As none of these issues generally stopped me from continuing with life as normal, we adopted the 'she'll be right' attitude (which is a common phrase in New Zealand) and just soldiered on. However, things took a turn for the worse about eighteen months after the brain haemorrhage and I once again found myself in hospital undergoing more tests. I had developed severe pains in my upper abdomen area, as well as a high temperature and was unable to eat or drink for a number of days. This mystery illness developed after a fairly intense emotional period at the end of the school year. I was finding school increasingly difficult to cope with and was finding myself easily overwhelmed when trying to participate in social activities.
I spent about a week in hospital and underwent numerous tests, including x-rays and an ultrasound scan, but nobody seemed to be able to work out what was wrong. Finally the doctors decided to put a camera down my throat to see if that would shed any light on the situation. After the procedure, there was mention of a hiatus hernia, but as the pain had started to ease and I was on the road to recovery, I was sent home with very little advice about how to deal with it.
As each of these health issues arose, no one made a connection between them. This meant that every issue was dealt with in isolation. And although I was given medication to deal with specific symptoms, overall, I got used to feeling unwell a lot of the time. Life then became an endless cycle of anxiety, stress, fatigue, headaches and stomach complaints that started to limit the foods I could eat. Looking back at the whole situation now, there seems an obvious connection between the heightened emotional state as a result of my visual issues and the gradual decline of my health. But at the time, this wasn't something that any of us could see, including myself, my parents or the medical professionals I regularly visited.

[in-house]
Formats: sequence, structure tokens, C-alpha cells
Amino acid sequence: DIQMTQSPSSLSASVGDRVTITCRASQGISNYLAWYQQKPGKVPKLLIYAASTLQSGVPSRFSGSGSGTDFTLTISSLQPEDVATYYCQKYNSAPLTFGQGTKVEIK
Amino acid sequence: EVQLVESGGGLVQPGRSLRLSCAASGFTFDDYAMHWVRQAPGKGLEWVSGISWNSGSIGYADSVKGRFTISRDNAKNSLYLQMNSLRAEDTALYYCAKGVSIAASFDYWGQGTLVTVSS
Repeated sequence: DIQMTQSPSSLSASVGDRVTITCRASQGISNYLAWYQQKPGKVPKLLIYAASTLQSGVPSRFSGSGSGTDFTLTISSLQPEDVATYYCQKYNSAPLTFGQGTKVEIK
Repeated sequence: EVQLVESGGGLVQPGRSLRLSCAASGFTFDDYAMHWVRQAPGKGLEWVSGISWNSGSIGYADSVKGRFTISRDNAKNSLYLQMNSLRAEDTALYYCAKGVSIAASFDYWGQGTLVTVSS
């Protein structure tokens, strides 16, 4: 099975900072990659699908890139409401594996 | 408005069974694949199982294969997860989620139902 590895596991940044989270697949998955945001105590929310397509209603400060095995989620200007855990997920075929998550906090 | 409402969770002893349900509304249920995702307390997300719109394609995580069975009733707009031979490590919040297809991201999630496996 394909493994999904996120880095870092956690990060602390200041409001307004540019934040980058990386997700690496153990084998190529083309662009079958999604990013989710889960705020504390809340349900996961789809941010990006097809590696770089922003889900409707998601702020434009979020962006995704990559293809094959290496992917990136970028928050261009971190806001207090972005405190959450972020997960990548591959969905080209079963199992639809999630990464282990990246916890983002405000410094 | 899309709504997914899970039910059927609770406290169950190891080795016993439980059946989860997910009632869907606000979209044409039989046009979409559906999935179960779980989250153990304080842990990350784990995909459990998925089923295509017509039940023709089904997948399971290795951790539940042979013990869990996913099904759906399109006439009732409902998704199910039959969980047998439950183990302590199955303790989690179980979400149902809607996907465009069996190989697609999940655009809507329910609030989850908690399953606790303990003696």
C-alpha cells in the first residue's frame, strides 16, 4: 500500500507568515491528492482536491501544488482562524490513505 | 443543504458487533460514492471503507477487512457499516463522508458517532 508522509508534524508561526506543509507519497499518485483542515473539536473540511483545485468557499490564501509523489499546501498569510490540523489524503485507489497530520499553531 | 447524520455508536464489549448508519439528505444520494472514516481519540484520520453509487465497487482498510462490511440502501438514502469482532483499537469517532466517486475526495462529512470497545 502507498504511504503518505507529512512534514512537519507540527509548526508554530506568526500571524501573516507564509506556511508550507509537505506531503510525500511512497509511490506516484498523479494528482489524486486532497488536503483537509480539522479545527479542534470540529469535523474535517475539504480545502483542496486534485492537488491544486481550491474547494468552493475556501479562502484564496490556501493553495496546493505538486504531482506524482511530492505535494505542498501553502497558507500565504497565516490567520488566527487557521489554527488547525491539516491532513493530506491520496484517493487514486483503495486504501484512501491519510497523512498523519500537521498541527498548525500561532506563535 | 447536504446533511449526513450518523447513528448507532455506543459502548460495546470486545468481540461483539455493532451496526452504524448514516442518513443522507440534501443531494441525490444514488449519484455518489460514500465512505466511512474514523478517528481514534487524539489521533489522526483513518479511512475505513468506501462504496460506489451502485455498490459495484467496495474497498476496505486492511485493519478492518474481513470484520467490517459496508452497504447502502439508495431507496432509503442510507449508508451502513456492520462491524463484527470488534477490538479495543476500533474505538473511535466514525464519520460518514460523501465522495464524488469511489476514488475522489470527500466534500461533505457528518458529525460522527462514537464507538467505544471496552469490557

It's impossible to prove that my lack of good health was linked to my sense of constantly being overwhelmed, but since I've come to understand and cope with my visual symptoms, I have learnt to manage the health issues better. For instance, I still suffer from headaches, but I now know what the triggers are and have strategies to lessen the impact and reduce their severity.
Working professionally, as I do with children with CVI, I believe my new appreciation and understanding of my overall condition has helped me to recognise similar patterns among the children I work with, and to provide strategies to help minimise the effects of similar health issues.
From CVI Scotland:
In his book Emotional Intelligence (Chapter 11 Mind & Medicine), Daniel Goleman discusses the impact our emotional wellbeing can have on our health, and quotes many clinical trials connecting poor emotional wellbeing (stress, anxiety, anger, depression) with physical health issues, some of which can be serious, even life threatening.
Nicola McDowell sustained a brain injury aged sixteen, and for the following seventeen years was unaware that she had CVI. Through a series of blogs Nicola shares her experiences with us.